Ageing comes with certain health changes and that doesn’t necessarily mean that anything bad is happening to you. You can understand these different changes and manage them so that they don’t catch up with you. Gaining weight, high blood pressure and high cholesterol levels could be an indication that your poor eating habits and lack of exercise are beginning to catch up with you.

Don’t forget that old accidents and sports injuries can begin to hurt again and all these things can accumulate to become real health problems. Illnesses are preventable if we take charge of our health and be in control of our actions, and lifestyle. Here are a few tips;

As your reflexes and senses begin to change, there are things you can do to keep your brain and nervous system healthy and active. Aerobics exercises and flexibility training is what you need along with learning, challenging your mind and being active. There are safe ways to be active, rather than going to the gym. You can walk, ride a bike, take a dance lesson, learn a new language, or read a book. This will help prevent Alzheimer’s disease, and slow cognitive decline, improve sleep and lessen pain.

Don’t let yourself be isolated because some family members or friends moved away. You may also have lost touch and become isolated because of retirement or suffered a significant loss in life. You must maintain communication with your family and friends to prevent isolation, and try to reach out to other people you know who are isolated and alone.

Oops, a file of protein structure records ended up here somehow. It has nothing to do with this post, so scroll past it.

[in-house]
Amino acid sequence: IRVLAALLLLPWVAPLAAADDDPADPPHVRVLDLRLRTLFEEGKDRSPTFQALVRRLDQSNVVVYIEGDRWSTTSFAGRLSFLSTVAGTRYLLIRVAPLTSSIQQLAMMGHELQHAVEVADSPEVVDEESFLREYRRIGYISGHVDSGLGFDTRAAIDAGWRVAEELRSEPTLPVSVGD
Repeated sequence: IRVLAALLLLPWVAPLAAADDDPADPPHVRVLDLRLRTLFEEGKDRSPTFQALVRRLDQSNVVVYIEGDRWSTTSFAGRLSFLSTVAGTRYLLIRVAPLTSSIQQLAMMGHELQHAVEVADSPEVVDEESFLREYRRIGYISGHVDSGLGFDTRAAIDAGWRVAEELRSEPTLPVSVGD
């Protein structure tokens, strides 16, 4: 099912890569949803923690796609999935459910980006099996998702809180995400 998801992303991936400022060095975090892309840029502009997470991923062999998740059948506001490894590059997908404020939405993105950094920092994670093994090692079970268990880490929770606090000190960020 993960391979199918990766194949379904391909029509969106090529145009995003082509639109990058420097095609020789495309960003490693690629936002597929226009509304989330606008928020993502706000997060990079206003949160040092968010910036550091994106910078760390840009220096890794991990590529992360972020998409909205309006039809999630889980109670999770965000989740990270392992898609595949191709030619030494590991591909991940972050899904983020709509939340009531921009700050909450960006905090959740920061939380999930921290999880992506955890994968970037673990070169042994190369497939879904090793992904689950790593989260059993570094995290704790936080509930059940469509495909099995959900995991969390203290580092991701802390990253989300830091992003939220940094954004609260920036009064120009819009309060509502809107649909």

Lack of sleep is dangerous for young adults but even more dangerous for ageing people. Getting at least seven to nine hours of sleep every night can prevent depression. Your daily schedule should include a bedtime routine.

Our ability to deal with stress changes as we age. However, counselling and some relaxation techniques can help you cope with stress since it is impossible to avoid stressful situations entirely. Learn these techniques and learn to take care of your stress.